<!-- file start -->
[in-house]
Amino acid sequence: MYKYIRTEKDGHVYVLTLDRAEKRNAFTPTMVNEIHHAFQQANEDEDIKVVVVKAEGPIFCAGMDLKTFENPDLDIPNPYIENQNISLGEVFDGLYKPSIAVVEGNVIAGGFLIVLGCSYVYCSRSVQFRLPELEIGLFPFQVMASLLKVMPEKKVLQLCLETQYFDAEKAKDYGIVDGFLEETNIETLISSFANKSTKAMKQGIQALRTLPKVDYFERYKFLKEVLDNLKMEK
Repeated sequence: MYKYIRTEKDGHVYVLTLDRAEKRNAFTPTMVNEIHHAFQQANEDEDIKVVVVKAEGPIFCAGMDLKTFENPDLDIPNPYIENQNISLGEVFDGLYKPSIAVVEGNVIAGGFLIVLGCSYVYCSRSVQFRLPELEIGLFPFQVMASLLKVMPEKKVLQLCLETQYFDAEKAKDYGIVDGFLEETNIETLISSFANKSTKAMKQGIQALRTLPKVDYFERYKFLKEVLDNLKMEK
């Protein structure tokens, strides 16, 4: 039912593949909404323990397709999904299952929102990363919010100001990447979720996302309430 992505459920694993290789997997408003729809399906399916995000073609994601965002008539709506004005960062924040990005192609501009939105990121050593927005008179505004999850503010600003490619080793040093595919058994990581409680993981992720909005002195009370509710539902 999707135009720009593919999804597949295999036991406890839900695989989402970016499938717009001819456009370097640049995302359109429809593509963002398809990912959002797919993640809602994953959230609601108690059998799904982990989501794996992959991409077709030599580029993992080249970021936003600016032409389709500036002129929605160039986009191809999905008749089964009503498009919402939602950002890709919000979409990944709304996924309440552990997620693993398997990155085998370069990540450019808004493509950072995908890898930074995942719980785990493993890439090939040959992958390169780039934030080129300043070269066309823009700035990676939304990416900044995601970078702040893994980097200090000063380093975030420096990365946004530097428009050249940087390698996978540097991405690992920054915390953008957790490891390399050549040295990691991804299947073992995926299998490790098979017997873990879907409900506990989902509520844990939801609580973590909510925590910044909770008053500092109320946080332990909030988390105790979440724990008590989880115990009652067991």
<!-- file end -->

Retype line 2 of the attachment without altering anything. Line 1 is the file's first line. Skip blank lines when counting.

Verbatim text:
Amino acid sequence: MYKYIRTEKDGHVYVLTLDRAEKRNAFTPTMVNEIHHAFQQANEDEDIKVVVVKAEGPIFCAGMDLKTFENPDLDIPNPYIENQNISLGEVFDGLYKPSIAVVEGNVIAGGFLIVLGCSYVYCSRSVQFRLPELEIGLFPFQVMASLLKVMPEKKVLQLCLETQYFDAEKAKDYGIVDGFLEETNIETLISSFANKSTKAMKQGIQALRTLPKVDYFERYKFLKEVLDNLKMEK